The seat of government and monarchy in Edinburgh has a rich royal heritage. So much so the city abounds with world-class visitor attractions that honour the Scottish capital’s links to royalty.
Edinburgh's Royal Heritage
The Scottish capital’s most iconic royal landmark is undoubtedly Edinburgh Castle. Perched atop an extinct volcano, the castle is alive with exciting tales of its time as a military fortress, royal residence, and prison of war. Key highlights include Mons Meg (popularly known as the 1 o’clock gun), the National War Museum, the sacred Stone of Destiny, and the Crown Jewels.
Walk in the footsteps of soldiers, kings and queens, when you wander up Castle Hill.
The Royal Yacht Britannia was home to Her Majesty The Queen and the Royal Family for over 40 years. Now berthed in the trendy neighbourhood of Leith, this award-winning visitor attraction is popular with both residents and visitors. Since its decommissioning in 1997, visitors have been able to step aboard and walk in the footsteps of their favourite royals. With five decks to explore including the Admirals Quarters, Crew Quarters, Royal Deck Tearoom, State Apartments and The Bridge, this really makes for a great day out with the family. With freshly prepared homemade food from the Royal Galley, you can eat like a king while enjoying the panoramic sea views fit for a queen.
The Queen's official residence in Scotland is located at the bottom of Edinburgh's Royal Mile. The Palace of Holyroodhouse, home of Scottish royal history, welcomes visitors all year round to its grounds. You can explore the State Apartments, the Palace Gardens, historic treasures, the remains of the 12th-century Holyrood Abbey, the Great Gallery and the Throne Room.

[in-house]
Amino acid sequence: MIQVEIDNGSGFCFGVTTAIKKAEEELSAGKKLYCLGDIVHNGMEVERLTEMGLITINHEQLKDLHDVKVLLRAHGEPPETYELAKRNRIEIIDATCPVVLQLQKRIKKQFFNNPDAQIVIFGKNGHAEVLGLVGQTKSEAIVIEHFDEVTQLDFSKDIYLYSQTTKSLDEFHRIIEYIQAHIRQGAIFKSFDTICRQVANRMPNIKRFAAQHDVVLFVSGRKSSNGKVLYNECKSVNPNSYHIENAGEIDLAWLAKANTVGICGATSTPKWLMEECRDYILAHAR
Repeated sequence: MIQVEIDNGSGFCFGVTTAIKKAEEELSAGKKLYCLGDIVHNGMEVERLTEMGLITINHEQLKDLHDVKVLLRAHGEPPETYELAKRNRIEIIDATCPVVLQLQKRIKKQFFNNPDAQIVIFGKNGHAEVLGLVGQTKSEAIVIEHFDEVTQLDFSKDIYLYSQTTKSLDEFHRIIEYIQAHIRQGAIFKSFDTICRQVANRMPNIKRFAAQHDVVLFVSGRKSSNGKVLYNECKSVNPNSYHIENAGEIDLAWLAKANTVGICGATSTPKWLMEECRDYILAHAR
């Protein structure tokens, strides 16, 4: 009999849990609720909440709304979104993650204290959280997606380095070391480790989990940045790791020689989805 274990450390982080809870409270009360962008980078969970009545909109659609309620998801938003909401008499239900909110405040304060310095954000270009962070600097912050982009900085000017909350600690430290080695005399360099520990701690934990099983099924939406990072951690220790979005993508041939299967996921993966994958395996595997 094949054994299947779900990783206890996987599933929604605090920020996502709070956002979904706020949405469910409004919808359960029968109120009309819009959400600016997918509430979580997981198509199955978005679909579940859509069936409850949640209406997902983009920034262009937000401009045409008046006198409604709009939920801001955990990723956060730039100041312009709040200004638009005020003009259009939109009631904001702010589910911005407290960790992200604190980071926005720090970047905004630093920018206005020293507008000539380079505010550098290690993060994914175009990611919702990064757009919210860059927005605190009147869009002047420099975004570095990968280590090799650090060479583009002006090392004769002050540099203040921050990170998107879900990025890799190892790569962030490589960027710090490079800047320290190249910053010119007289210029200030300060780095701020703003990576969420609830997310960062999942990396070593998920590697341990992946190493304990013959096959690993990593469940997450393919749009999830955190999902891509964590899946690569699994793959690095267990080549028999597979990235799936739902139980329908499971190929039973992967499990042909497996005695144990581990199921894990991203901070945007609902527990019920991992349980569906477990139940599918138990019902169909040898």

Once used for tournaments, hunting, hawking and archery, the 16th-century Palace Gardens are a hidden secret in Edinburgh's busy city centre. With its incredible backdrop of Arthur's Seat, families can enjoy its woodland paths, giant lawns, and spot some local wildlife along the way. Don't worry, the lion no longer lives here.
Standing next to the Palace of Holyroodhouse and overlooked by the dramatic Salisbury Crags, Holyrood Abbey is a majestic building that was once one of the grandest medieval abbeys in the country. The remains of the 900 years old majestic building are waiting to be discovered.
The Palace also runs an engaging programme of family-friendly events featuring trails, private tours, music displays, glorious gardens, exhibitions, talks, and much more.
The story goes way back to the 19th-century when Greyfriars Bobby, a cute little Skye Terrier, spent 14 years guarding his master's grave until his own death in January 1872. His collar, a gift from the then Lord Provost of Edinburgh, Sir William Chambers, is on display in the Museum of Edinburgh.
Originally built as a drinking fountain, the statue of Bobby, which is located near the main entrance of Greyfriars Kirkyard, is Edinburgh's smallest listed building.